11. “Brooklyn Nine-Nine”
Episode: Season 1, Episode 15, “Operation: Broken Feather”
Date/Game: February 2, 2014 – Super Bowl XLVIII
This isn’t quite the best episode of “Brooklyn Nine-Nine’s” freshman season, but it does have a lot of the checkpoints that made the show such a strong workplace sitcom in its early going. There’s Peralta/Santiago proto-flirting, incomparable Holt deadpan, even some good Boyle culinary obsession thrown in for good measure. As far as a lead-out from the game itself, nothing in that abysmal Seahawks/Broncos game was as good as watching Terry Crews knock around defenders like Terry Tate and victory dance like Michael Jackson. Above all, this episode did its job as an entry point into the comedic rhythms of the show. Everything you’d want to know about “Brooklyn Nine-Nine” can be summed up into two distinct sequences: the switch-out of Rosa’s computer (and her subsequent property-destroying freak out), and Andre Braugher sitting breathlessly in a theater extolling the virtues of “Moneyball.” The rest is just a nice glaze of butter on the precinct panini press.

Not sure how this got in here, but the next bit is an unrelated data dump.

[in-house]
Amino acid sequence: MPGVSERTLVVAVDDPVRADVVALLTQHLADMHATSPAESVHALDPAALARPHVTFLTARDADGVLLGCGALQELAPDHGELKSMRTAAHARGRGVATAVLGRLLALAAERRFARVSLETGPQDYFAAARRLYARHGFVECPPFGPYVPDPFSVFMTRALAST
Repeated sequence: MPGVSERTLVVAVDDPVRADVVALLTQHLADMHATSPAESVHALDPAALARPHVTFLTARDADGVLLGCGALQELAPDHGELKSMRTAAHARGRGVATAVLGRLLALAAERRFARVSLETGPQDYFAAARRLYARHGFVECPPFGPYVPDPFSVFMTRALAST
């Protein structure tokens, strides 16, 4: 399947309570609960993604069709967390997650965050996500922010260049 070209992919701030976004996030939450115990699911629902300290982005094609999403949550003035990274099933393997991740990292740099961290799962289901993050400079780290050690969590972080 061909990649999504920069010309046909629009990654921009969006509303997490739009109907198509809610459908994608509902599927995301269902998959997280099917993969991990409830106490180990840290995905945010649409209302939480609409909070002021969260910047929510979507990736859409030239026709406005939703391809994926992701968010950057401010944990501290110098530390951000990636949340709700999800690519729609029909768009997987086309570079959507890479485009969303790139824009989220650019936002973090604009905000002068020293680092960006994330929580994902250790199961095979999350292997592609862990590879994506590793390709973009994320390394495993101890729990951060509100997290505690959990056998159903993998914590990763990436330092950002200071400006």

10. “The Simpsons”
Episode: Season 16, Episode 8, “Homer and Ned’s Hail Mary Pass”
Date/Game: February 5, 2005 – Super Bowl XXIX
This was actually the second time a “Simpsons” episode had appeared after the Super Bowl, but in 1999 it ran after the series premiere of “Family Guy,” which aired first. This time, “The Simpsons” created a Super Bowl-themed storyline: A video of Homer doing a victory dance goes viral, and suddenly Homer is asked for advice by sports stars to come up with their own celebratory moves. Soon, Homer is even asked to choreograph the Super Bowl halftime — but after recruiting Ned Flanders for help, their religious-themed show falls flat. Also, Comic Book Guy’s name is famously revealed in this episode: Jeff Albertson.